District Conference 2018 promises more than inspiring speakers

District conference Main

UPDATE: SINCE THIS ARTICLE WAS POSTED, CHRIS OFFER HAS REPLACED STEPHANIE WOLLARD AS THE SPEAKER AT THE SUPPORTING PEACE THROUGH THE ROTARY FOUNDATION DINNER ON THURSDAY EVENING. STEPHANIE WILL STILL SPEAK AT THE CONFERENCE AS SCHEDULED.

The District 5370 Conference will be more than just an opportunity to hear great speakers during plenary and breakout sessions.

The conference is also an opportunity to learn and connect with Rotarians from other clubs, October 18 to 20.

House of Friendship

Annie Muller (RC of Edmonton West) says that the House of Friendship, which will be set up in the foyer of Edmonton’s Shaw Conference Centre, between the registration desk and Hall D where main stage sessions will occur, will be “a place for Rotarians to meet.”

.In the centre of the House of Friendship, the MacEwan Rotaract club will erect a Shelterbox tent, as part of its efforts to raise funds to provide temporary shelter for families displaced by natural disasters or war.

There will be 12 additional displays highlighting programs supported by Rotary clubs and individual members, including Project Amigo, Literacy Without Borders, the Emmanuel Foundation, Inclusion Alberta, Well Spring Edmonton and others.

There will also be information about the 2019 District Conference, which will be held in Grande Prairie next fall, and an opportunity to purchase Rotary merchandise, such as clothing, pins and other items.

Annie says space in the House of Friendships was snapped up soon after it became available, earlier this year.

“The majority of displayers signed up quickly,” she says. “Every space was booked and paid for within about a month.”

Annie promises that the House of Friendship will be more than just displays.

“It will be a place for Rotarians to have a conversation, charge their phones and recharge themselves,” she says. “It’s a place where people can meet before or after sessions.”

Peace Dinner

An event being introduced at the conference for the first time is the Supporting Peace Through The Rotary Foundation Dinner, beginning at 5:30 on Thursday evening, October 18.

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Rotary Peace Fellow Stephanie Wollard will be featured speaker during the Supporting Peace Through The Rotary Foundation dinner on Thursday, October 18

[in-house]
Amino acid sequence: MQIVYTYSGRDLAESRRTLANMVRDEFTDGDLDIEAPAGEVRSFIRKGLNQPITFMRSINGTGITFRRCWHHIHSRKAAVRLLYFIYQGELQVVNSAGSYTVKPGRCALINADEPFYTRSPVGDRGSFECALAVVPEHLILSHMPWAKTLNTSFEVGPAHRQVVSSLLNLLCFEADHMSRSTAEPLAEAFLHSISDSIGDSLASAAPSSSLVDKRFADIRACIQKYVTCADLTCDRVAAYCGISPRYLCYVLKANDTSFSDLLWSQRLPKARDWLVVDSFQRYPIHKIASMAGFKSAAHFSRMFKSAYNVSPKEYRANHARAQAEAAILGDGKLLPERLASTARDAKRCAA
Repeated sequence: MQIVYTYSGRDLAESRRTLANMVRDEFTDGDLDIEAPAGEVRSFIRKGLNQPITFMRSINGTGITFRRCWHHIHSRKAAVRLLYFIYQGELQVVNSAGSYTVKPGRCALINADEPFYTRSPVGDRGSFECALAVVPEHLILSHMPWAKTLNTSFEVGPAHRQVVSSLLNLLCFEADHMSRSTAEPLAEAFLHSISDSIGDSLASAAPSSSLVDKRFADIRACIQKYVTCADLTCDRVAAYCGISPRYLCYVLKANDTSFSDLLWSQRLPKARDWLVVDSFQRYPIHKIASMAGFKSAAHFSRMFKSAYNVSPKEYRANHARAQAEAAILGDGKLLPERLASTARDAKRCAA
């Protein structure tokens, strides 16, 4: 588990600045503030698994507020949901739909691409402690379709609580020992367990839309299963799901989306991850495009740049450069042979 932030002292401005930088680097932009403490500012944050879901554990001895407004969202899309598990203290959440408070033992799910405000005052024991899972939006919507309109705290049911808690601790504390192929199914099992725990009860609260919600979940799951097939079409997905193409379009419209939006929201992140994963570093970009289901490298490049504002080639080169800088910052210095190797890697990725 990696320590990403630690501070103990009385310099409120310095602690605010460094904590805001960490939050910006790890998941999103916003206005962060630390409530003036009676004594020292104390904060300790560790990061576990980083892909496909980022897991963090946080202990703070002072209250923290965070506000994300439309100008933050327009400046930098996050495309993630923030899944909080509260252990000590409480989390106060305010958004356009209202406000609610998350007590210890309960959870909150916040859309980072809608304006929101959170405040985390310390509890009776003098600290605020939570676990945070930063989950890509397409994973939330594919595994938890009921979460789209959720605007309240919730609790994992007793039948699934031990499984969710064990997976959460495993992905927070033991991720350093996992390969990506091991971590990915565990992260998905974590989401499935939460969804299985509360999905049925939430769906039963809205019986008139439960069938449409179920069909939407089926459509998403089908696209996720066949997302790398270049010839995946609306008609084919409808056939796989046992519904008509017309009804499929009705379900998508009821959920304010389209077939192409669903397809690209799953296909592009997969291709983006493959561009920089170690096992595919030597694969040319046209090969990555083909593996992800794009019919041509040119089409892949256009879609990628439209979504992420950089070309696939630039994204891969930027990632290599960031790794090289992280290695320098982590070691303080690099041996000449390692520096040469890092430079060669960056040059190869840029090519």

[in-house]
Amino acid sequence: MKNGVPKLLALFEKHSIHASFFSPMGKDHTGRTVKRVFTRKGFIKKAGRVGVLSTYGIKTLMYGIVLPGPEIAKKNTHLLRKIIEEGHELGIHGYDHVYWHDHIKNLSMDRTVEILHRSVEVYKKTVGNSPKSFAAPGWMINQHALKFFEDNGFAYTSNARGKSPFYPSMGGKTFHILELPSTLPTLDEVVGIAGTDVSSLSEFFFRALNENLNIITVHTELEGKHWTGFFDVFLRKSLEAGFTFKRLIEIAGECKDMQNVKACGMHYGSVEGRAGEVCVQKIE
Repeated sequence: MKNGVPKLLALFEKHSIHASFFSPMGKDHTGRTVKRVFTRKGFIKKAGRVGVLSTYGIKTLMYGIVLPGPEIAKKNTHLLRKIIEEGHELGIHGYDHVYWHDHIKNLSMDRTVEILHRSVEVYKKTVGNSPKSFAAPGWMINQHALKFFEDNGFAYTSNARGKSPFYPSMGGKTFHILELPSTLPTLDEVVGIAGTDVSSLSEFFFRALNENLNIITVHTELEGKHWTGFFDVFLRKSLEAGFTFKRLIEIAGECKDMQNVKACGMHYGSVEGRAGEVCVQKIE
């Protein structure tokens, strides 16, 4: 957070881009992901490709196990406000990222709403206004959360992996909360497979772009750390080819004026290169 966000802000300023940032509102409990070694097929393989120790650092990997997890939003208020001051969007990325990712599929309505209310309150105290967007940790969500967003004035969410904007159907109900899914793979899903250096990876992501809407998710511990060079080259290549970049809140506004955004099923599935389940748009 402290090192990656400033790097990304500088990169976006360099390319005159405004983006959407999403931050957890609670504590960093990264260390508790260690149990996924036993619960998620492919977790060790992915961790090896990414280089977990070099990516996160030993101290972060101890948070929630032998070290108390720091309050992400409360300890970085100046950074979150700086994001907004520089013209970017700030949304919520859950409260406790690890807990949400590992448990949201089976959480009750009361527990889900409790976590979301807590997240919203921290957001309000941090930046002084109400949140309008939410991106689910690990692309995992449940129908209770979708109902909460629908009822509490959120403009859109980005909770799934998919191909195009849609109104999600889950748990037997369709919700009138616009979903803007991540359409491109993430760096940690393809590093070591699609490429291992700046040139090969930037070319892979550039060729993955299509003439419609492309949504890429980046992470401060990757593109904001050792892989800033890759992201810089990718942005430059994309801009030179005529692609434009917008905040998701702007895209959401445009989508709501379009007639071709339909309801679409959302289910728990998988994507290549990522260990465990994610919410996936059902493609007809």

There is a separate charge for this dinner, which is open to all Rotarians and guests, whether they are attending the conference or not. Tickets for the dinner cost $85.00, plus GST. Click here to purchase your tickets.The peace dinner is being held conjunction with the Paul Harris Society Dinner, which is traditionally held on the Thursday evening before the conference begins.

The featured speaker will be Stephanie Wollard, a Rotary Peace Fellow and a Rotarian from Australia. She is also speaking at the Conference on Saturday afternoon.

PHS Coordinator Carol Devereux (Rotary Club of Edmonton South) explains that the dinner, “is a way for society members to get together for fellowship and to be recognized for their ongoing contributions to the Foundation.”

The District 5370 Paul Harris Society consists of about 100 members, each of whom has committed to an annual donation of $US1,000 to TRF.

The introduction of a peace dinner fits with the District’s 2018-19 goal to become a Rotary Peacebuilder District.

Carol points to peace and conflict prevention/resolution as one of TRF’s areas of focus.

During 2017-18, Rotary International hosted six Peace Building Summits around the world, each of which focused on how one of the other areas of focus contributed to building more peaceful societies.

“A characteristic of a peaceful society is how it aligns with all the areas of focus for TRF,” Carol says.

“When clubs have projects related to any of these areas of focus, they are contributing to peace building,” she says. “If people are not struggling, they are less likely to be convinced to pick up a gun.”

The other areas of focus for TRF are disease prevention and treatment, water and sanitation, maternal and child health, basic education and literacy, and economic and community development.

Governor’s Ball

The conference will wrap up Saturday evening with the Governor’s Ball, a celebration of Rotary including a great meal, followed by dancing to the music of an 18-piece orchestra.

The evening will have a 1920’s theme, which District Governor Ingrid Neitsch describes as “a shout out to the early glory years of Rotary, because it was in the 1920’s when things really got going.”

Your conference registration includes a ticket to the Governor’s Ball. Additional tickets are available for purchase for people who will not be attending the rest of the conference.